By Helen Carmody, Principal
In May, we welcomed many of our oldest Korovians back to school. They were entertained by the Years 6-8 performance of the Lion King JR and then enjoyed a lunch together reminiscing about old times.
Lauris Edwards and Joy Waller-Ogden both attended. They were graduates from the Class of 1944. Joining them from the 1940s were Pat Anthony (Class of 1945), Joy Wahner (Class of 1946), Kay Kirkwood and Marjorie Sinclair both from the Class of 1947. Lorraine Nursey is a graduate from the Class of 1948. Diana Day and Mary Drost OAM were both from the Class of 1949. Mary is the Korovian who led the fight about the recent developments in St Kilda Road and has for years fought against the overdevelopment of Melbourne.
The following is from an article printed in the Herald Sun, 2 June, 2015,
“She’s had coffee with a succession of planning ministers, texted them her thoughts and some have even made a visit or two to her home in Camberwell.
The powerbrokers on Spring St certainly know who Mary Drost is.
The planning activist started community group Planning Backlash more than a decade ago to support everyday Victorians with planning and development issues.
When she isn’t at the Victorian Civil and Administrative Tribunal supporting people against developers, she’s at Boroondara Council meetings or in the public gallery at Parliament.
Planning Backlash, of which she is convener, is now made up of 250 smaller planning groups from across the state — “from Brighton to Broadmeadows to Boroondara and Boronia, even regional Victorian groups, Bendigo, Ballarat, Port Campbell, Geelong and the Peninsula”.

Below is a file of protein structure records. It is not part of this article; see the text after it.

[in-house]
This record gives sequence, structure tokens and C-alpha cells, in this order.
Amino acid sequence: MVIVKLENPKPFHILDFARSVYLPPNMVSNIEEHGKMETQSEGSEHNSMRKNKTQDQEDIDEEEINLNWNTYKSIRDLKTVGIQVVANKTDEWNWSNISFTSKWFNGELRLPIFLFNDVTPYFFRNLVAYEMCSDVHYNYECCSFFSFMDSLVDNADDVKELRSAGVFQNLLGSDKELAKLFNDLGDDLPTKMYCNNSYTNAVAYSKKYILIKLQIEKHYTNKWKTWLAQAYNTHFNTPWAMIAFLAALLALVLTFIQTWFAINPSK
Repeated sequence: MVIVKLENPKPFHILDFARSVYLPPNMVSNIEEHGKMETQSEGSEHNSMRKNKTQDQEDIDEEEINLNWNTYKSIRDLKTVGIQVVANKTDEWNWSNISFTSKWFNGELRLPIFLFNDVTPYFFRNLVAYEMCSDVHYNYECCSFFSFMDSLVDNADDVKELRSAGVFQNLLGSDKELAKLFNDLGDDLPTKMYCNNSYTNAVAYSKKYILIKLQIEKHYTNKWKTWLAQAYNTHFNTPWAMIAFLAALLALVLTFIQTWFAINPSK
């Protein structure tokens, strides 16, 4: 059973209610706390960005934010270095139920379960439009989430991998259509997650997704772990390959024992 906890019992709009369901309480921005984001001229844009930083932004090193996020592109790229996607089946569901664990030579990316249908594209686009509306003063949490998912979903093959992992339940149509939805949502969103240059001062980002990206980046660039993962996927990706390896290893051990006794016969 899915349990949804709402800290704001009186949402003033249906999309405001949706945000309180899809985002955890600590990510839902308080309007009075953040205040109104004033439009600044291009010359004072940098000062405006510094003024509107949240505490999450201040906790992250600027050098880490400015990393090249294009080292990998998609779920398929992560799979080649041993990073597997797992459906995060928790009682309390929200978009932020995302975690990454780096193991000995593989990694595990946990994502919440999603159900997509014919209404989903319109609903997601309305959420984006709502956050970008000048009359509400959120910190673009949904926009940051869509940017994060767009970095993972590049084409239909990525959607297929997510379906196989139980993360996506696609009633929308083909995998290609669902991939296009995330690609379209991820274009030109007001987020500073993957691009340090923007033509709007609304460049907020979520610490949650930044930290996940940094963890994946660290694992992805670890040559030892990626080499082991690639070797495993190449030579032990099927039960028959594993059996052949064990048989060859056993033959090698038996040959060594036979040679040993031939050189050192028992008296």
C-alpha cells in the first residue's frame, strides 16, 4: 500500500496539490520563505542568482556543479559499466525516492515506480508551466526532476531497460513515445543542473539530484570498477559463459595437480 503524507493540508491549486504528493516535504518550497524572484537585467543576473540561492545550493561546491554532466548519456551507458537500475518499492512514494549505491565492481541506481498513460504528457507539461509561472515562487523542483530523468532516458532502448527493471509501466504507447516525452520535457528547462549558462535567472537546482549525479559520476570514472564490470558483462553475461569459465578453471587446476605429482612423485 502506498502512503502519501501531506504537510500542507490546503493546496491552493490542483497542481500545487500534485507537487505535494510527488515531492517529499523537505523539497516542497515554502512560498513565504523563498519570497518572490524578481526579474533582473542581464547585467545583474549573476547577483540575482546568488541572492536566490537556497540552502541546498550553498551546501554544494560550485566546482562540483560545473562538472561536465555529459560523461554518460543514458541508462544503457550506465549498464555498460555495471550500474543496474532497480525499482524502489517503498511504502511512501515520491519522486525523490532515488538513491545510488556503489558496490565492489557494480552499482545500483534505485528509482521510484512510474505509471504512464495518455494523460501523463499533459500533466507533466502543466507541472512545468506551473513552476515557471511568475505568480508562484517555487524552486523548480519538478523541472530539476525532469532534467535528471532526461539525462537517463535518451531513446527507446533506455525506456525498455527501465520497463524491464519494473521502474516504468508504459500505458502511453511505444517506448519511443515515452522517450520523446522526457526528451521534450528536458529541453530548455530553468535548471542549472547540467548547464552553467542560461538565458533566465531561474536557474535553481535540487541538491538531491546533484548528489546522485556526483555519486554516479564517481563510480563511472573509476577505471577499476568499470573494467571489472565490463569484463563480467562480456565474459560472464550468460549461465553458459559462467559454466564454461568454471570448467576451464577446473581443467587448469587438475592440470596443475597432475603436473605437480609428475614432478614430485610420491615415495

But Ms Drost’s involvement in planning started way before the group was established.
“I go back 30 years, when the John Cain (Labor) government was in and they declared areas of Melbourne to be district centres.
“Camberwell was declared to be a district centre, it was supposed to be bigger than Chadstone Shopping Centre.
“I went down to the council and said ‘What’s this business?’ so I stood for the council. I became a Camberwell City Councillor. We had a street march to protest.”
The district centre in Camberwell never went ahead and the council ended up buying the land.
This is where Ms Drost came to the attention of Spring St.”
Our Korovians were undoubtably influenced by the Principals of the their time from 1944 – 1962, Margaret Dickson and Beatrice Guyett.
The redoubtable Margaret Dickson was instrumental in saving the School during the Depression and managed the hardships that came with the Second World War. We owe her a great debt of gratitude. Miss Dickson retired in 1949 from a School that was financially secure and had waiting lists. She was followed by Beatrice Guyett who navigated equally challenging times post-war in the 1950s and 1960s which were decades of great social change, particularly for women. Miss Guyett’s driving aim was that Korowa should earn a reputation for academic excellence. She encouraged students to achieve their best. Miss Guyett retired in 1969.
Connection to each other and connection to the past have shaped the identity of Korowa. I’m always inspired by the friendships that have survived 20, 30, 50 or more years after leaving Korowa. Our graduates are women of courage and extraordinary character. This school has a spirit of confidence embodied through a ‘can do’ attitude. We have a responsibility to stay true to the values that have shaped our Korovians and will continue to influence our school for generations to come.